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City of Austin to turn warehouse into homeless shelter; some neighbors share concerns

The interim city manager said he has directed staff to work with community partners to find resources for longer-term shelter for people experiencing homelessness.

AUSTIN, Texas — In a memo sent to Austin City Council members on Friday, Interim City Manager Jesús Garza provided an update on the City's efforts to increase capacity at its shelters for people experiencing homelessness.

Garza stated that ECHO, or the Ending Community Homelessness Coalition, estimates there are more than 5,000 people experiencing homelessness in Austin and fewer than 900 of those people currently receive some form of shelter. He said he has directed City staff to work with community partners to identify resources for longer-term shelter.

As a first step, Garza said the City will create space for an additional 130 people at its Northbridge and Southbridge shelters by shifting rooms from single to double occupancy.

The City also intends to establish one or more temporary shelters. The first of these will be at the Marshalling Yard, a City-owned facility located on Airport Commerce Drive near the intersection of U.S. 183 and State Highway 71. Garza said a portion of the 70,000-square-foot building will be used to shelter people experiencing homelessness. The expectation is that the Marshalling Yard will provide up to 300 additional beds for a period of approximately a year.

Some neighbors, like Elizabeth Pacho, say they absolutely understand the need when it comes to sheltering the unhoused here in Austin. However, the proximity of this warehouse to her backyard concerns her.

"I understand that, you know, we need. It needs to be addressed in the city. But it does make me feel very uncomfortable with it being literally right in our backyard," Pacho said.

Susan Morris is the executive director of the Religious Coalition to Assist the Homeless, an organization that helps fun 20 "direct-care" homelessness groups. She said using the warehouse space for shelter is a great step, but it can't be the only one.

"The most important thing is to offer people a safe place to sleep. But equally as important is to have the case management services necessary to navigate all these systems," Morris said.

Credit: Ford Sanders/KVUE News

Pacho said she understands the importance of this but has dealt with some issues with people wandering her neighborhood.

"At one point, there was a man that was passed out behind the house laying on some couches. So we've had a lot of things like that. There's been some theft. My truck was actually stolen," Pacho said.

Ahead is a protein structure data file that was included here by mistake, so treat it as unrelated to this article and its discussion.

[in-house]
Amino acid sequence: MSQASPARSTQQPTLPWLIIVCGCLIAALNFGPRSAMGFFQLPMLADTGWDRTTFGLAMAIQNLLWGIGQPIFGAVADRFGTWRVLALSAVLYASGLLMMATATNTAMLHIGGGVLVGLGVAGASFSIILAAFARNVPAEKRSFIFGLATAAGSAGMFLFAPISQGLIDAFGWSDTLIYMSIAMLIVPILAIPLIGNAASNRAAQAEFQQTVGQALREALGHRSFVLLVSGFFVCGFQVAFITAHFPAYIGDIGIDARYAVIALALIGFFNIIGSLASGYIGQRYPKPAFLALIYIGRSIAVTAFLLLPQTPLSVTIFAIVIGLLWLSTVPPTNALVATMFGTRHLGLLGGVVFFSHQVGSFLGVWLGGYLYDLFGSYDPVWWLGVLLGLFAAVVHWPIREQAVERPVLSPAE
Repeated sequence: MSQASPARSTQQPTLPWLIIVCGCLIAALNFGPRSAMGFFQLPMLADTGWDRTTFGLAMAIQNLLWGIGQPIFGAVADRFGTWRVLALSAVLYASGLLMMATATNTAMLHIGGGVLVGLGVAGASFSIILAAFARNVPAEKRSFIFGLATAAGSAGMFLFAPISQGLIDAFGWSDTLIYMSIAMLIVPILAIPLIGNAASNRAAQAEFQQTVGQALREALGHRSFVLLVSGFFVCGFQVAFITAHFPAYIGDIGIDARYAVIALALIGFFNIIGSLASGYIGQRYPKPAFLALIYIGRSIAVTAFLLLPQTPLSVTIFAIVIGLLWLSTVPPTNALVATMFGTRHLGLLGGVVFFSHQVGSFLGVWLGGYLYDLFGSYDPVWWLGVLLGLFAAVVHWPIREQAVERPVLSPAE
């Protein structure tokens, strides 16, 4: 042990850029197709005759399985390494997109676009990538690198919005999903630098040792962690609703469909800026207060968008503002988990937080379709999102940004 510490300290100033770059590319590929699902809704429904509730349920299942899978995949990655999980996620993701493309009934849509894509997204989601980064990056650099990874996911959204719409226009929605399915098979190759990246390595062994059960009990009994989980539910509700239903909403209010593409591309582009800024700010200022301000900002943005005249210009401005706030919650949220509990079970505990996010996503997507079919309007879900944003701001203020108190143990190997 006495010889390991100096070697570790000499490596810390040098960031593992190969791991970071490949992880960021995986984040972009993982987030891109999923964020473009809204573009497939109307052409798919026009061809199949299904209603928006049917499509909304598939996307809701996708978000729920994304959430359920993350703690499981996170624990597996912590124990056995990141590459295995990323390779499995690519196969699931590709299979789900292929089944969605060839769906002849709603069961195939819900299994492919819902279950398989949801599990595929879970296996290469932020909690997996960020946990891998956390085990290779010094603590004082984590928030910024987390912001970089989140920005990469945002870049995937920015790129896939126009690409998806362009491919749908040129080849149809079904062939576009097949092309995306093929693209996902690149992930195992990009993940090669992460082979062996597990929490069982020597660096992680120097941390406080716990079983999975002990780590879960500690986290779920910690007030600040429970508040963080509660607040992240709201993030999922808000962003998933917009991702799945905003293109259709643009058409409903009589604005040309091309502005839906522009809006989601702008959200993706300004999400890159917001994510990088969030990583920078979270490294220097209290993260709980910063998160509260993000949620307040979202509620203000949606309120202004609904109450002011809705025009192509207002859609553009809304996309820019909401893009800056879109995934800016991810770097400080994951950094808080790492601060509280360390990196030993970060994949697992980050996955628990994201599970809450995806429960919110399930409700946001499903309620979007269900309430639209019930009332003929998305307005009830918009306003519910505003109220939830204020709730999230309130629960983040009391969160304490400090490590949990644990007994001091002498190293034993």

Morris noted that it's important for City staff to be good listeners, saying she has high hopes that this plan will help those in need.

"I have faith in them. And if they stumble or they make a decision that might not be working out, they can correct it as they go along. That's what every organization does," Morris said.

Garza said the City is issuing a Request for Proposal (RFP) to secure a nonprofit social services provider to operate the Marshalling Yard temporary shelter. More than $9 million of unencumbered homelessness funds from the American Rescue Plan Act will also be used to support the shelter.

Garza also stated that the City is working to increase the number of people in Austin who can be housed in Permanent Supportive Housing (PSH) from just over 1,000 to 2,500 by the end of 2024. The following PSH projects are expected to open soon:

  • Balcones Terrace, which is being developed by Foundation Communities, is expected to open in July. It will have 50 units of dedicated PSH as well as 73 other "deeply affordable units," according to Garza
  • Espero Austin at Rutland, a 171-unit project created through a partnership between Caritas of Austin and the Vecino Group, will have 101 units set aside for people who have experienced homelessness
  • Pecan Gardens will be a PSH project for older adults, created through a partnership between the City and Family Eldercare. Renovation on Pecan Gardens started this month, and the development is expected to eventually provide 78 studio units

Read Garza's memo in full.

The City will be hosting informational sessions over the next couple of days for those wanting to learn more or voice their opinion. You can see those details below:

Register to attend an Informational Virtual Meeting 

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